• If you forget to take a dose, take it as soon as you remember (unless it is nearly time for your next dose, in which case leave out the missed dose and take the next dose as normal). Do not take two doses together to make up for a forgotten dose.

Getting the most from your treatment

  • Try to keep your regular appointments with your doctor. This is so your progress can be monitored. Your doctor may want you to have some blood tests from time to time to check that your kidneys are working well.

  • Each time you collect a prescription, check to make sure the tablets look the same as you have had before. This is because there are several strengths of tablet. If you have any questions about your tablets, please ask your pharmacist for advice.

  • It is very important that you follow any dietary and lifestyle advice that you are given by your doctor. This may include advice about eating a healthy diet, not smoking, and taking regular exercise.

  • If you buy any medicines, check with a pharmacist that they are suitable to take with quinapril. This is because some medicines (such as anti-inflammatory painkillers and indigestion remedies) could interfere with your treatment.

  • It is likely that your doctor will advise that you do not use salt substitutes while you are taking quinapril. These products have a high content of potassium which could be harmful for you.

  • If you drink alcohol, ask your doctor for advice about drinking alcohol while you are on quinapril. Alcoholic drinks can make you feel light-headed or dizzy, and they may not be advisable for you.

  • If you are having an operation or dental treatment, tell the person carrying out the treatment that you are taking quinapril tablets. This is because some anaesthetics could cause your blood pressure to drop too low.

  • Treatment with quinapril is usually long-term unless you experience an adverse effect. Continue to take the tablets unless you are advised otherwise.

If you are also taking hydrochlorothiazide in combination with this medicine

  • Studies have suggested that taking higher doses of hydrochlorothiazide for long periods of time may increase the risk of certain skin cancers.

  • Tell your doctor if you have ever been treated for skin cancer before.

  • Tell your doctor about any new or changed moles or worrying marks on your skin.

  • Use a sunscreen in strong sunlight. Do not use sunbeds.

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Can quinapril cause problems?

Along with their useful effects, most medicines can cause unwanted side-effects although not everyone experiences them. The table below contains some of the most common ones associated with quinapril. You will find a full list in the manufacturer's information leaflet supplied with your medicine. The unwanted effects often improve as your body adjusts to the new medicine, but speak with your doctor or pharmacist if any of the following continue or become troublesome.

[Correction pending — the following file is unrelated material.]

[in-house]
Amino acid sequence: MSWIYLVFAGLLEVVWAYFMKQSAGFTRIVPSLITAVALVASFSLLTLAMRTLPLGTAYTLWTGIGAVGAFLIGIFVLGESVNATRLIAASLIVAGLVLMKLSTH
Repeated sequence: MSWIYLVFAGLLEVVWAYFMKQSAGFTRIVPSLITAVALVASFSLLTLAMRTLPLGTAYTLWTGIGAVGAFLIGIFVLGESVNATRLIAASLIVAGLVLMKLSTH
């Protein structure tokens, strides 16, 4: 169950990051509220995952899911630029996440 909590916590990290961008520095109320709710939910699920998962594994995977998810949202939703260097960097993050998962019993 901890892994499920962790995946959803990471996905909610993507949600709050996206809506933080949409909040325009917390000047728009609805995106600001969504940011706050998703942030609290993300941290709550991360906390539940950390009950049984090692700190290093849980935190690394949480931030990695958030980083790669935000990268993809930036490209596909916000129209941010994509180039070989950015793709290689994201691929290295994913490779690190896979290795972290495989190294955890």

Common quinapril side-effects (these affect fewer than 1 in 10 people)

What can I do if I experience this?

Feeling light-headed or dizzy, especially when standing up

Getting up more slowly should help. If you begin to feel

dizzy, lie down so that you do not faint, then sit for a few moments before standing. If this continues beyond the first few days, speak with your doctor. Do not drive and do not use tools or machines while you feel dizzy

Dry irritating cough

If this continues, speak with your doctor, as an alternative medicine may be better for you

Headache, other aches and pains

Ask your pharmacist to recommend a suitable painkiller

Feeling sick (nausea) or being sick (vomiting), indigestion, tummy (abdominal) pain, diarrhoea

Stick to simple foods - avoid rich and spicy meals

Throat infections, runny nose, tingling feelings in your hands or toes, problems sleeping or feeling tired

Speak with your doctor if any of these become troublesome

Important: if you experience any of the following rare but serious symptoms, stop taking quinapril and contact your doctor for advice straightaway:

  • Any difficulty breathing, or swelling of your face, mouth, tongue or throat. These are signs of an allergic reaction.

  • Any yellowing of your skin or whites of your eyes. These may be signs of jaundice which is a rare side-effect.

  • A severe skin rash.

If you experience any other symptoms which you think may be due to the tablets, speak with your doctor or pharmacist for further advice.

How to store quinapril

  • Keep all medicines out of the reach and sight of children.

  • Store in a cool, dry place, away from direct heat and light.

Important information about all medicines

Important information about all medicines

Never take more than the prescribed dose. If you suspect that you or someone else might have taken an overdose of this medicine, go to the accident and emergency department of your local hospital. Take the container with you, even if it is empty.

This medicine is for you. Never give it to other people even if their condition appears to be the same as yours.

Do not keep out-of-date or unwanted medicines. Take them to your local pharmacy which will dispose of them for you.

If you have any questions about this medicine ask your pharmacist.

Report side effects to a medicine or vaccine

If you experience side effects, you can report them online through the Yellow Card website.

Further reading and references

Article history

The information on this page is written and peer reviewed by qualified clinicians.